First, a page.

Have you cast a clear vision for your new Chama? Can your members recite the vision in one sentence? Do they know the specific role they will play to be successful? One Chama leader made a mistake of putting out an extremely detailed and elaborate vision. The Chama members read through it, they met, discussed it, and then celebrated with a great lunch. A vision was set, but it was too detailed; too elaborate. It took too much work to follow-up on each part. In the end the Chama did not buy the vision. So, how do you get your Chama to buy into the Vision? Here are ideas to help you.
Match personal visions to the Chama vision
A Chama will really pull together when all the members buy into the vision. Here are some questions to consider that will help you gain some clarity of the detail and steps you took to make the vision happen:
Now the dilemma you may have is that you maybe operating from the viewpoint that you know every single member of your Chama. That is your first mistake. That assumption that you know someone else will result in disaster. The best thing is to spend time helping your Chama members recognize what their vision is for their life. Then together establish if there is a relationship between the Chama vision and their personal vision. It can happen that your Chama vision only has a relationship until a certain point and some people in your Chama leave and continue on their own journey to achieve their personal vision. To prevent this from happening, the members of your Chama must have personal visions that match with those of the Chama vision.
Keep it simple
You want a simple sentence that your whole Chama, can memorize in one day. Boil it down. The vision should be discussed at every meeting and it should be a reference point during the times when performance slips. It should also be your celebration song when expectations are exceeded.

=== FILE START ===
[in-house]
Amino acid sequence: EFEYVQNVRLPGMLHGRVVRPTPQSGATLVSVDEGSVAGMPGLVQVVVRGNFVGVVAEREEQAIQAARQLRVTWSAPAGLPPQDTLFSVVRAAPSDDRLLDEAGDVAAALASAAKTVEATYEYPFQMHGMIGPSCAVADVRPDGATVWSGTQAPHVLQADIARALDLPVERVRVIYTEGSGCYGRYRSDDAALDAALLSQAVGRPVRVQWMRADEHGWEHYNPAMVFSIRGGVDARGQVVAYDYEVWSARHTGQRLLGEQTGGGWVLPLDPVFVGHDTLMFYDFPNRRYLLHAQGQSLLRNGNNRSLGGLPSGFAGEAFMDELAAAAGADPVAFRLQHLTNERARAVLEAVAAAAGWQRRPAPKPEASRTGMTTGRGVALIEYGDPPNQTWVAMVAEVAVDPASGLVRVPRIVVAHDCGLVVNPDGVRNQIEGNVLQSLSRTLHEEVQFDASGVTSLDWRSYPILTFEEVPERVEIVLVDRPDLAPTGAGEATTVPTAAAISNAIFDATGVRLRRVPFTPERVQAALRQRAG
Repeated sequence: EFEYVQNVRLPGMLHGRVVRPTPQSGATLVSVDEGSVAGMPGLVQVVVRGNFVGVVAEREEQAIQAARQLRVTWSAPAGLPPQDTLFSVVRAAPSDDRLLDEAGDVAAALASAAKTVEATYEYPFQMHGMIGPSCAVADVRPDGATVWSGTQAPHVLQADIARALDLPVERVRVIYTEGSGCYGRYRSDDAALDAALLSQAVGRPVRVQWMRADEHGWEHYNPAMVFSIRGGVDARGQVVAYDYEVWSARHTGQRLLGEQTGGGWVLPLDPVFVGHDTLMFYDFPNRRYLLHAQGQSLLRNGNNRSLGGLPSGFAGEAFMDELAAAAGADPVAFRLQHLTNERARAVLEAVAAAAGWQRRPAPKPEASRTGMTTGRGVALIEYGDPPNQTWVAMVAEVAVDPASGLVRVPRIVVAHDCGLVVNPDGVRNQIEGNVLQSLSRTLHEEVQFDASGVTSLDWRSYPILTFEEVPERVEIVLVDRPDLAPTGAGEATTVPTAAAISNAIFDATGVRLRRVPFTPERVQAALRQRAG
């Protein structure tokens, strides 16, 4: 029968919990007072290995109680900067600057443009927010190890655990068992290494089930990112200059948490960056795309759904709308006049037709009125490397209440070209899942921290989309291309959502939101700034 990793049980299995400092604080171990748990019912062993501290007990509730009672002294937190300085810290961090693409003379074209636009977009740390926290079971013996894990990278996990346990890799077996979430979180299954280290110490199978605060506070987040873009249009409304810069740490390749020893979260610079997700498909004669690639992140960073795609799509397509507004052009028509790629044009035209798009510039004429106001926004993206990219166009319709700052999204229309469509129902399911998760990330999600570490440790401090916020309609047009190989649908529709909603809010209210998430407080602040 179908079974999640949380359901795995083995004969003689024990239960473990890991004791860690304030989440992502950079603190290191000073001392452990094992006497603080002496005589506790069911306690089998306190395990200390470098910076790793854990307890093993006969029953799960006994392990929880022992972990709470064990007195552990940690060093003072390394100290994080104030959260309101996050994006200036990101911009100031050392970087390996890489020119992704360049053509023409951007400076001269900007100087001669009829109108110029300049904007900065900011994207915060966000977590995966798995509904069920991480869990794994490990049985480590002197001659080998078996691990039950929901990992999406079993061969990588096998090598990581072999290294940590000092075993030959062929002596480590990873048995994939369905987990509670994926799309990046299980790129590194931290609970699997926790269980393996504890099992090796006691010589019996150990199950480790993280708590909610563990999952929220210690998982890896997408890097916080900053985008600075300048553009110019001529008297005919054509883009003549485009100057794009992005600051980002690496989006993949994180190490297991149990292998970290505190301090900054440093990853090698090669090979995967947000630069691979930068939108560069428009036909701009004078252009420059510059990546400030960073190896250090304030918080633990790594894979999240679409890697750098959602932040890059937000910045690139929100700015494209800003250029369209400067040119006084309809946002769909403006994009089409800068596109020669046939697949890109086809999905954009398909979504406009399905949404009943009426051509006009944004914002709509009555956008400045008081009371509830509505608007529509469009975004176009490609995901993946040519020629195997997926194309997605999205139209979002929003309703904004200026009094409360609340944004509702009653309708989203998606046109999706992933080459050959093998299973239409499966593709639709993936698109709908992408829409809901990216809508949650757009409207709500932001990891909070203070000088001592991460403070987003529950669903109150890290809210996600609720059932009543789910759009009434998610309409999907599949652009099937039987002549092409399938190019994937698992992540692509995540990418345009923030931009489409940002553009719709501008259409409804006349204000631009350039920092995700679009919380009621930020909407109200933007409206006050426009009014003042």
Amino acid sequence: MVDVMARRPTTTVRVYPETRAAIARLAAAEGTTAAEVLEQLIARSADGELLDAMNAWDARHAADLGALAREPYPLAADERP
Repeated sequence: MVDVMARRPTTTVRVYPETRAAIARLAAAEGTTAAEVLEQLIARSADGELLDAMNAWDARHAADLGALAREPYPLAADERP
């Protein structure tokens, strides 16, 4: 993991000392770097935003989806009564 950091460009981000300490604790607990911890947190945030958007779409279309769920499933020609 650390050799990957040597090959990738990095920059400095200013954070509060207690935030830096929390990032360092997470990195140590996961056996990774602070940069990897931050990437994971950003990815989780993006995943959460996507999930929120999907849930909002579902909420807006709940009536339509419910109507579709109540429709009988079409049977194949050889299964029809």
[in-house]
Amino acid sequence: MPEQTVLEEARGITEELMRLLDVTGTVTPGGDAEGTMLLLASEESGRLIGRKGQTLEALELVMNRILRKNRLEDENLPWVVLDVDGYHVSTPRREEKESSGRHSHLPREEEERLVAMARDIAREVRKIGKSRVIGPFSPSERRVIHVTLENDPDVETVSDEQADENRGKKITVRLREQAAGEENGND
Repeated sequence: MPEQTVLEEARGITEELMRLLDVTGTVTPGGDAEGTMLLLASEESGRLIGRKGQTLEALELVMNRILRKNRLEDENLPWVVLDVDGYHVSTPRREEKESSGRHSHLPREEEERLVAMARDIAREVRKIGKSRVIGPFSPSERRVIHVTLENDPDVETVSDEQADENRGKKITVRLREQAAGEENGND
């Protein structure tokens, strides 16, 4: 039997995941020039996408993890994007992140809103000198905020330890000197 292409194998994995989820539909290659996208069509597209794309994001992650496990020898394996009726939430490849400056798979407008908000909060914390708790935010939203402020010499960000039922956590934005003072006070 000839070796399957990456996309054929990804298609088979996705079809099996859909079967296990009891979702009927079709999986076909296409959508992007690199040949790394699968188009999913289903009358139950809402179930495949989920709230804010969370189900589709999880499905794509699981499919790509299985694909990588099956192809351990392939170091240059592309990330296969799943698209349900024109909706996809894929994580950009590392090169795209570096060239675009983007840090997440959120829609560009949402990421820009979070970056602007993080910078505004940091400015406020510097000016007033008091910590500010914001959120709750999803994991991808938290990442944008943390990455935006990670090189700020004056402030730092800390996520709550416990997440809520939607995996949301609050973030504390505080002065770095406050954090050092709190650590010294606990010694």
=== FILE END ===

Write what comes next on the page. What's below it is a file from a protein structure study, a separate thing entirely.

Identify three measureable things that will help each Chama member achieve greatness each year. Discuss strategies, tactics, and resources to achieve greater success. You have to participate as well. Transparency and vulnerability are the building blocks of trust, and if you want trust from your members, you will have to lead in that area.
Have everyone report on their progress at monthly Chama meetings. Use this time for team-building. This will have a huge impact on your Chama when a crisis arises, if you miss a month or if your Chama members do not buy in from the beginning.
Don’t give up
Provide incentives. Recognize success. Do not publicly criticize when a Chama member is not doing her part, but point to a time when you had the same experience. It is also very powerful when there is member-to-member empathy, counsel and encouragement. Seize the opportunity to create a bond between someone who can transfer knowledge of their strength to another who needs to overcome a weakness.
Don’t underestimate the ability of your members
Every one of them has significant ability, and your leadership can tap that potential. The human spirit longs to be trusted, to be counted-on. Set your vision. Trust your Chama members.
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